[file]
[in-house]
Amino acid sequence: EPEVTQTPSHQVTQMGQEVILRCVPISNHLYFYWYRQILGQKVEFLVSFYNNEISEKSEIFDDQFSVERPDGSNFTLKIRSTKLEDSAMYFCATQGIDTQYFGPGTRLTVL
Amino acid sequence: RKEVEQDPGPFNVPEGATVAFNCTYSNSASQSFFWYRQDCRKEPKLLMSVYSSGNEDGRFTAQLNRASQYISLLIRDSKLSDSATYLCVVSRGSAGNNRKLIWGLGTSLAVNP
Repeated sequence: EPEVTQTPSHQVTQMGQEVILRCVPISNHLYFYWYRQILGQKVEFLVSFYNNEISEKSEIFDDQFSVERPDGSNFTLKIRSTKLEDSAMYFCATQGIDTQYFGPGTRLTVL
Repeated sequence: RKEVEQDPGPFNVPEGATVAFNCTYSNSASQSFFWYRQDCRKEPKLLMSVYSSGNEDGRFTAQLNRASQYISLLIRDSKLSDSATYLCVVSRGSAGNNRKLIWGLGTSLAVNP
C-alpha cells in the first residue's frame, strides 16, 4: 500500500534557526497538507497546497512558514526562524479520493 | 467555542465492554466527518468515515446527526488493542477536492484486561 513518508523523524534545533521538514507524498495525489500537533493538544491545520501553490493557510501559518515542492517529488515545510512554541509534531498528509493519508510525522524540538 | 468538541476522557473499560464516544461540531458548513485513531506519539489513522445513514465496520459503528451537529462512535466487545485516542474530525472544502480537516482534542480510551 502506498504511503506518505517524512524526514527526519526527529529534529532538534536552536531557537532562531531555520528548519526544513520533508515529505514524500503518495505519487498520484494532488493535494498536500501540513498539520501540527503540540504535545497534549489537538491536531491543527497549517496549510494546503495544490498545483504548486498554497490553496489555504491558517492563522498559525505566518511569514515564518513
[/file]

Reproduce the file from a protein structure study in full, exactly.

[in-house]
Amino acid sequence: EPEVTQTPSHQVTQMGQEVILRCVPISNHLYFYWYRQILGQKVEFLVSFYNNEISEKSEIFDDQFSVERPDGSNFTLKIRSTKLEDSAMYFCATQGIDTQYFGPGTRLTVL
Amino acid sequence: RKEVEQDPGPFNVPEGATVAFNCTYSNSASQSFFWYRQDCRKEPKLLMSVYSSGNEDGRFTAQLNRASQYISLLIRDSKLSDSATYLCVVSRGSAGNNRKLIWGLGTSLAVNP
Repeated sequence: EPEVTQTPSHQVTQMGQEVILRCVPISNHLYFYWYRQILGQKVEFLVSFYNNEISEKSEIFDDQFSVERPDGSNFTLKIRSTKLEDSAMYFCATQGIDTQYFGPGTRLTVL
Repeated sequence: RKEVEQDPGPFNVPEGATVAFNCTYSNSASQSFFWYRQDCRKEPKLLMSVYSSGNEDGRFTAQLNRASQYISLLIRDSKLSDSATYLCVVSRGSAGNNRKLIWGLGTSLAVNP
C-alpha cells in the first residue's frame, strides 16, 4: 500500500534557526497538507497546497512558514526562524479520493 | 467555542465492554466527518468515515446527526488493542477536492484486561 513518508523523524534545533521538514507524498495525489500537533493538544491545520501553490493557510501559518515542492517529488515545510512554541509534531498528509493519508510525522524540538 | 468538541476522557473499560464516544461540531458548513485513531506519539489513522445513514465496520459503528451537529462512535466487545485516542474530525472544502480537516482534542480510551 502506498504511503506518505517524512524526514527526519526527529529534529532538534536552536531557537532562531531555520528548519526544513520533508515529505514524500503518495505519487498520484494532488493535494498536500501540513498539520501540527503540540504535545497534549489537538491536531491543527497549517496549510494546503495544490498545483504548486498554497490553496489555504491558517492563522498559525505566518511569514515564518513